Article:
MILWAUKEE -- Ike Davis popped into the visitors' clubhouse at Miller Park late Friday afternoon, after awaking at 5 a.m. in Tucson, Ariz., and flying through Houston to Milwaukee.
"Shalom, everybody!" Davis bellowed as teammates greeted him with hugs.
"I'm back, too," reliever Greg Burke, Davis' travel mate and fellow call-up from Triple-A Las Vegas, lightheartedly chimed in.
Manager Terry Collins immediately placed Davis in the cleanup spot and at first base. Davis went 3-for-5 with a walk and two RBIs in his first major league game since June 9 as the Mets beat the Brewers 12-5.
"It's still not fun to see .160 or whatever is on the scoreboard," Davis said. "But I've got a lot of time and I can make things up in a hurry. … Leaving on a bad note and coming back on a good note, it's nice. Hopefully I can continue this and make up some ground."
Despite Davis' return, Collins nonetheless pledged to find at-bats for Josh Satin, who has a 10-game hitting streak and .353 average in Davis' absence. Satin had started the past 11 games at first base, but found himself out of the lineup Friday.
Collins noted the Mets finally are having success against left-handed pitching after annual struggles against southpaws. So Satin might start at first base on Tuesday when the Mets face left-hander Barry Zito in San Francisco.
Satin may get an occasional start at third base when David Wright needs a rest. Collins also suggested he could get a look at Satin in the outfield, or even at second base. The Mets largely had abandoned using Satin at second base, his natural position, in recent years. Satin has appeared in only one career minor league game in the outfield.
"You don't do what Josh Satin did and then, all of a sudden, go sit on the bench," Collins said. "That's not going to work. I'm going to try to figure out how to get him in there, where to play him.
"I'm going to play him against some lefties. We're going to try to work him out in the outfield maybe a little bit -- give us some more options to try to get his bat in the lineup. We just sat here today and looked at his numbers against left-handed pitching. Boy, they're pretty stinkin' good (10-for-24). We've got to get him in there."
Said Davis: "I was really happy when they called him up when I went down. I wouldn't ask for a better person. I love Josh. And I'm excited that he's done well and has proven that he can play here, because he can. He rakes every year."
Davis hit .293 with seven homers and 13 RBIs in 75 at-bats with Las Vegas. He also had 17 walks, giving him a .424 on-base percentage in Triple-A.
Davis indicated that he did daily early work outdoors in the minors, even though Las Vegas temperatures flirted with 120 degrees. He took 150 swings every day. He noted the Pacific Coast League Player of the Week Award he earned was placed above his Triple-A locker by a mischievous clubhouse attendant.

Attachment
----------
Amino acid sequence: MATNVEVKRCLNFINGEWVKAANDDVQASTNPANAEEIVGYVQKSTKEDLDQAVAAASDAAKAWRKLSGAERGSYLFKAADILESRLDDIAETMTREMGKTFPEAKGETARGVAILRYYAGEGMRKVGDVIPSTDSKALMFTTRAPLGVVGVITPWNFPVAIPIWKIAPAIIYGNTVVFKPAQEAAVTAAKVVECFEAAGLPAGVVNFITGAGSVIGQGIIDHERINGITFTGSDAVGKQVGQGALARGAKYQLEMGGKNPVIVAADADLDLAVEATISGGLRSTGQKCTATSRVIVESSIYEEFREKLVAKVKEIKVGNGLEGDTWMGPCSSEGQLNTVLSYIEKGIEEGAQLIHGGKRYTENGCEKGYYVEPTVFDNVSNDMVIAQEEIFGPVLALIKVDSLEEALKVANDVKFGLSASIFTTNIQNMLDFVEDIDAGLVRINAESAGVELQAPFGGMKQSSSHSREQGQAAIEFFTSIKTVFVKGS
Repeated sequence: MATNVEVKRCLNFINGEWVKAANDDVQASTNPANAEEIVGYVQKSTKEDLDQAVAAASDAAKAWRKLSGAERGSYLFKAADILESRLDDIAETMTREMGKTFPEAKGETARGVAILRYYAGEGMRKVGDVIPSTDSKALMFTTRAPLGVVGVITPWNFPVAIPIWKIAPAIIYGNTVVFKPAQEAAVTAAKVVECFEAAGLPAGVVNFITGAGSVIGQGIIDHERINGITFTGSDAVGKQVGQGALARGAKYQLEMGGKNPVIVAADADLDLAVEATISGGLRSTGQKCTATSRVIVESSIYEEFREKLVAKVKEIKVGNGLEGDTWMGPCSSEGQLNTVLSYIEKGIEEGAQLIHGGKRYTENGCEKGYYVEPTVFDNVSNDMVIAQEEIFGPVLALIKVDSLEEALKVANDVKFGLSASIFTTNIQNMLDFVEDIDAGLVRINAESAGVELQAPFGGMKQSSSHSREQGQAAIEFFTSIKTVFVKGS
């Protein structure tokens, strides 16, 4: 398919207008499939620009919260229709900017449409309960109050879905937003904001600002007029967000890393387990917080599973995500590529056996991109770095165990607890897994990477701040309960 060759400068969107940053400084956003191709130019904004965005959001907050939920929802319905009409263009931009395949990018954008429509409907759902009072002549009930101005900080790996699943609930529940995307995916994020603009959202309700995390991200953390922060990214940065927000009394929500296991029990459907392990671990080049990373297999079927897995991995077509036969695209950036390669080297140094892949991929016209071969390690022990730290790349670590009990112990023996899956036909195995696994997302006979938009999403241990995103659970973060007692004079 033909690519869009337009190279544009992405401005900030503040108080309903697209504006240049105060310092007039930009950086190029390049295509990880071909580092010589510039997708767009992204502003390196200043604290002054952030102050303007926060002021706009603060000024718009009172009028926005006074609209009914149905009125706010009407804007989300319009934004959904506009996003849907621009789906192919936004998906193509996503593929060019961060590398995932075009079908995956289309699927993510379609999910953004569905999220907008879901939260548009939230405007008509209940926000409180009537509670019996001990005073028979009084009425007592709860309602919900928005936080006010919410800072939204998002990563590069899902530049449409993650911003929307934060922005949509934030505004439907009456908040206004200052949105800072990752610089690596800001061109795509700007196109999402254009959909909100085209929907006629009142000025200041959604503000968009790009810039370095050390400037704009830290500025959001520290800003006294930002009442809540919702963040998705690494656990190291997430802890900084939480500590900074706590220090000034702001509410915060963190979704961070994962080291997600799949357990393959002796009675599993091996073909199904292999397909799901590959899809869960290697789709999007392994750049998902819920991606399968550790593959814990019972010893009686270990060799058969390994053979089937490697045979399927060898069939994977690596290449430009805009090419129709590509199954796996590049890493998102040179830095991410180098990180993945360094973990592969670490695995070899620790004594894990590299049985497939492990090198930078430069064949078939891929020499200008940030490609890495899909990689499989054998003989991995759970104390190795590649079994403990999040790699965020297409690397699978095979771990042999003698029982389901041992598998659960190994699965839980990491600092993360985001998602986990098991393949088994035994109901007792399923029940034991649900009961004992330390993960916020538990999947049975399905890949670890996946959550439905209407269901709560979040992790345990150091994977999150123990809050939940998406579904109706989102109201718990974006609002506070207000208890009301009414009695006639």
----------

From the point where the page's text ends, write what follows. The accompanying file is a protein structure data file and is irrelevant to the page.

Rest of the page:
As for substantive changes achieved in the minors, Davis said what he really accomplished was quieting his swing overall. Translation: fewer moving parts.
"It'll be noticed," he said. "Obviously, it's not like I'm standing on my head. It's going to look remotely close, but there are just little things that we changed.
"The hitch is not my problem. I've hit well with it. It's more other things than that. The hitch isn't the big thing. It's just calming everything down, being relaxed and not having so much movement with everything -- and then, when I have movement, be the right kind of movement. That's going the right direction. I got in the habit of cutting myself off by stepping too close to the plate. And I couldn't use my hips to swing or use my hands, because they'd get tied up. I'm trying to step straight, towards the pitcher now, instead of towards home plate, which is allowing my hands to work a little better.
"There's not as much hand movement. There's not as big a knee kick or anything. Just really cut it down to basics."
Davis suggested the precise timing of the call-up caught him off-guard, since he was in Las Vegas' starting lineup Thursday at Tucson before getting scratched within an hour of the first pitch.
"It could have been a week ago. It could have been a month from now. Who knows?" Davis said. "Obviously they never told me when it's going to happen, so I had to just play every day. I definitely didn't think it was happening yesterday."
In retrospect, Davis acknowledged, there was value in the demotion.
"It's not like I was mad at them for sending me down," said Davis, who was hitting .161 with 66 strikeouts in 186 at-bats before the June 10 banishment. "It's my fault. I can't blame anybody else but myself.
"I wasn't like, 'Oh yeah, you're going down. Great job, Ike.' But that's just the way the world works. When you don't play well, you don't deserve it. ...
"I went through it. I went down -- culture shock and not feeling great about yourself. But, after a while, you're kind of like, 'It's not the end of the world.' You just work hard. There's been plenty of people who have been up and down before."